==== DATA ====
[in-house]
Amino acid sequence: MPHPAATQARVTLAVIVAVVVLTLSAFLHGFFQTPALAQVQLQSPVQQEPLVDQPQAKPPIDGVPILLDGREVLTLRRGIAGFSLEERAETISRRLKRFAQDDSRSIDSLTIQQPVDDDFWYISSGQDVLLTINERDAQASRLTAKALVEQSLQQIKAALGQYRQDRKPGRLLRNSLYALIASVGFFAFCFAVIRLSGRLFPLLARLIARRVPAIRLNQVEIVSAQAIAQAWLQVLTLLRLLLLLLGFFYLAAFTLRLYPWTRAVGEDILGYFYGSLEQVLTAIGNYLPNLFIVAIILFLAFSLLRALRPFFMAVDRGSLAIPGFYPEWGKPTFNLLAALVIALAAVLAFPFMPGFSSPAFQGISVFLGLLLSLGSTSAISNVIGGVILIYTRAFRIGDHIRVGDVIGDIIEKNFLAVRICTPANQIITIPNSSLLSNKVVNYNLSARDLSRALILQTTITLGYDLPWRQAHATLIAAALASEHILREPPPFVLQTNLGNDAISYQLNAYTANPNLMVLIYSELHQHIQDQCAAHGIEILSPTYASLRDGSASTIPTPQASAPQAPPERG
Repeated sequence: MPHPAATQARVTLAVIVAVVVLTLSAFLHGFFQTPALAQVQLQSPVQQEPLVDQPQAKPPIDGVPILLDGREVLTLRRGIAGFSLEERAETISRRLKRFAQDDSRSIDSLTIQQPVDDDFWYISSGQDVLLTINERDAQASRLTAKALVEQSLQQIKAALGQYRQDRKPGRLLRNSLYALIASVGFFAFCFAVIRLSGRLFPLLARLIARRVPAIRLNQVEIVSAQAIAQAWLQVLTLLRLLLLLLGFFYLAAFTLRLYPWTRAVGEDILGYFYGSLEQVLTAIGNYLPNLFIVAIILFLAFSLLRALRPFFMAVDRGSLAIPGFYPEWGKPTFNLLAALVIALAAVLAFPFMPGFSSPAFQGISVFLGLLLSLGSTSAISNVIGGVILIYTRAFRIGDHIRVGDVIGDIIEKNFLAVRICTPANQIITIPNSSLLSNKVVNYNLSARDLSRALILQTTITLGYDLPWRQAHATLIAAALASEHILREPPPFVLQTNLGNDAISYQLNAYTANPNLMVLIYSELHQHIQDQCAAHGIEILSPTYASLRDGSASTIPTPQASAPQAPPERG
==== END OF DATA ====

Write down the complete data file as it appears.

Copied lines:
[in-house]
Amino acid sequence: MPHPAATQARVTLAVIVAVVVLTLSAFLHGFFQTPALAQVQLQSPVQQEPLVDQPQAKPPIDGVPILLDGREVLTLRRGIAGFSLEERAETISRRLKRFAQDDSRSIDSLTIQQPVDDDFWYISSGQDVLLTINERDAQASRLTAKALVEQSLQQIKAALGQYRQDRKPGRLLRNSLYALIASVGFFAFCFAVIRLSGRLFPLLARLIARRVPAIRLNQVEIVSAQAIAQAWLQVLTLLRLLLLLLGFFYLAAFTLRLYPWTRAVGEDILGYFYGSLEQVLTAIGNYLPNLFIVAIILFLAFSLLRALRPFFMAVDRGSLAIPGFYPEWGKPTFNLLAALVIALAAVLAFPFMPGFSSPAFQGISVFLGLLLSLGSTSAISNVIGGVILIYTRAFRIGDHIRVGDVIGDIIEKNFLAVRICTPANQIITIPNSSLLSNKVVNYNLSARDLSRALILQTTITLGYDLPWRQAHATLIAAALASEHILREPPPFVLQTNLGNDAISYQLNAYTANPNLMVLIYSELHQHIQDQCAAHGIEILSPTYASLRDGSASTIPTPQASAPQAPPERG
Repeated sequence: MPHPAATQARVTLAVIVAVVVLTLSAFLHGFFQTPALAQVQLQSPVQQEPLVDQPQAKPPIDGVPILLDGREVLTLRRGIAGFSLEERAETISRRLKRFAQDDSRSIDSLTIQQPVDDDFWYISSGQDVLLTINERDAQASRLTAKALVEQSLQQIKAALGQYRQDRKPGRLLRNSLYALIASVGFFAFCFAVIRLSGRLFPLLARLIARRVPAIRLNQVEIVSAQAIAQAWLQVLTLLRLLLLLLGFFYLAAFTLRLYPWTRAVGEDILGYFYGSLEQVLTAIGNYLPNLFIVAIILFLAFSLLRALRPFFMAVDRGSLAIPGFYPEWGKPTFNLLAALVIALAAVLAFPFMPGFSSPAFQGISVFLGLLLSLGSTSAISNVIGGVILIYTRAFRIGDHIRVGDVIGDIIEKNFLAVRICTPANQIITIPNSSLLSNKVVNYNLSARDLSRALILQTTITLGYDLPWRQAHATLIAAALASEHILREPPPFVLQTNLGNDAISYQLNAYTANPNLMVLIYSELHQHIQDQCAAHGIEILSPTYASLRDGSASTIPTPQASAPQAPPERG